Powerful new anti-cancer drugs based on green tea could soon be developed after scientists found an extract from the beverage could make almost half of tumours vanish.
By Stephen Adams, Medical Correspondent 6:05PM BST 21 Aug 2012
The University of Strathclyde team made 40 per cent of human skin cancer tumours disappear using the compound, in a laboratory study.
Green tea has long been suspected of having anti-cancer properties and the extract, called epigallocatechin gallate, has been investigated before.
However, this is the first time researchers have managed to make it effective at shrinking tumours.
Previous attempts to capitalise on its cancer-fighting properties have failed because scientists used intravenous drips, which failed to deliver enough of the extract to the tumours themselves.
So, the Strathclyde team devised a “targeted delivery system”, piggy-backing the extract on proteins that carry iron molecules, which cancer tumours Hoover up.
The lab test on one type of human skin cancer showed 40 per cent of tumours disappeared after a month of treatment, while an additional 30 per cent shrank.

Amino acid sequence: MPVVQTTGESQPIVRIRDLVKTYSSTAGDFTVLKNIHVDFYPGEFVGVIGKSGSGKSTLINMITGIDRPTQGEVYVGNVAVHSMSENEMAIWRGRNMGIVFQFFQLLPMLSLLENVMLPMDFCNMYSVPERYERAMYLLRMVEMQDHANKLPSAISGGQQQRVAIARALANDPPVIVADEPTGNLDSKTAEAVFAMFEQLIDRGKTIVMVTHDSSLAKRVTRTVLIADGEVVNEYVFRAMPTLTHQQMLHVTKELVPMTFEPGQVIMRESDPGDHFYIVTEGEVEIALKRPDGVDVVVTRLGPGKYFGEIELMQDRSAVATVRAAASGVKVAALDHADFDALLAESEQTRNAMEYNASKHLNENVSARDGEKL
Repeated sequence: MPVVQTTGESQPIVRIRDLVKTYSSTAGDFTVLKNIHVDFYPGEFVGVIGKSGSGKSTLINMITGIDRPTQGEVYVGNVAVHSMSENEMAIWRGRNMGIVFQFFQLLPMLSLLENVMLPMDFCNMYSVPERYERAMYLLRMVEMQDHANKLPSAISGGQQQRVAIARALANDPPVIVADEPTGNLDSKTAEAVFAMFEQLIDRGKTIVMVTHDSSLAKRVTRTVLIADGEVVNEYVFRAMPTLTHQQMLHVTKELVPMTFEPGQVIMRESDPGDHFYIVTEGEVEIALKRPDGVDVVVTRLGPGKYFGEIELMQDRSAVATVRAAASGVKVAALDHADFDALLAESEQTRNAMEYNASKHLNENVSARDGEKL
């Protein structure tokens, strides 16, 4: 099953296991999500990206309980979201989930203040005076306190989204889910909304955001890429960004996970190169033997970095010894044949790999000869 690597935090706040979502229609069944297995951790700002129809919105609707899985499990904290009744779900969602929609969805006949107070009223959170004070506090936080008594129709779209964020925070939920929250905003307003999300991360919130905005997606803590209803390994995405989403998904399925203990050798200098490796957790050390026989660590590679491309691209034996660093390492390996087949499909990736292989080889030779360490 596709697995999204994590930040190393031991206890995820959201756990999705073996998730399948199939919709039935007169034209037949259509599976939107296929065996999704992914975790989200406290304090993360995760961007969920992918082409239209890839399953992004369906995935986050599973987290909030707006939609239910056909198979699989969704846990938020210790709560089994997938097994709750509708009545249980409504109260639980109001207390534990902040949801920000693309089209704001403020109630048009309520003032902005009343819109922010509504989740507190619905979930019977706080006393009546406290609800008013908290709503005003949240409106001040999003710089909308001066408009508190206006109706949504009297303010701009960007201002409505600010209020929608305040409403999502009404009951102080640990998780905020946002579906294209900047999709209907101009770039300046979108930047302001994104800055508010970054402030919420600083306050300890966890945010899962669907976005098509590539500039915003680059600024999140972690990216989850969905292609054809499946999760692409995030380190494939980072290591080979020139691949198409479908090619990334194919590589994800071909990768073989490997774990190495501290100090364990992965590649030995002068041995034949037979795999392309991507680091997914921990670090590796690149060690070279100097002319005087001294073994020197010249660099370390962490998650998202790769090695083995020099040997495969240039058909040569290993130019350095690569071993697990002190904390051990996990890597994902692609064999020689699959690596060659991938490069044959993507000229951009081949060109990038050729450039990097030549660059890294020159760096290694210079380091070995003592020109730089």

Dr Christine Dufès, a senior lecturer at the Strathclyde Institute of Pharmacy and Biomedical Sciences, who led the research, said: “These are very encouraging results which we hope could pave the way for new and effective cancer treatments.
“When we used our method, the green tea extract reduced the size of many of the tumours every day, in some cases removing them altogether.
“By contrast, the extract had no effect at all when it was delivered by other means, as every one of these tumours continued to grow.
“This research could open doors to new treatments for what is still one of the biggest killer diseases in many countries.”
She added: “I was expecting good results, but not as strong as these.”
Dr Dufès said population studies had previously indicated that green tea had anti-cancer properties, and scientists had since identified the active compound as epigallocatechin gallate.
But the Strathclyde researchers were the first to delivery it in high enough doses to tumours to have an effect.
She explained: “The problems with this extract is that when it’s administered intravenously, it goes everywhere in the body, so when it gets to the tumours it’s too diluted.
“With the targeted delivery system, it’s taken straight to the tumours without any effect on normal tissue.”
Cancer scientists are increasingly using targeted delivery to improve results, relying on the many different ‘receptors’ that tumours have for different biological substances.
In this instance, the scientists used the fact that tumours have receptors for transferrin, a plasma protein which transports iron through the blood.
The results have been published in the journal Nanomedicine.
The “ultimate objective” was a clinical trial in humans – but Dr Dufès said that was some way off.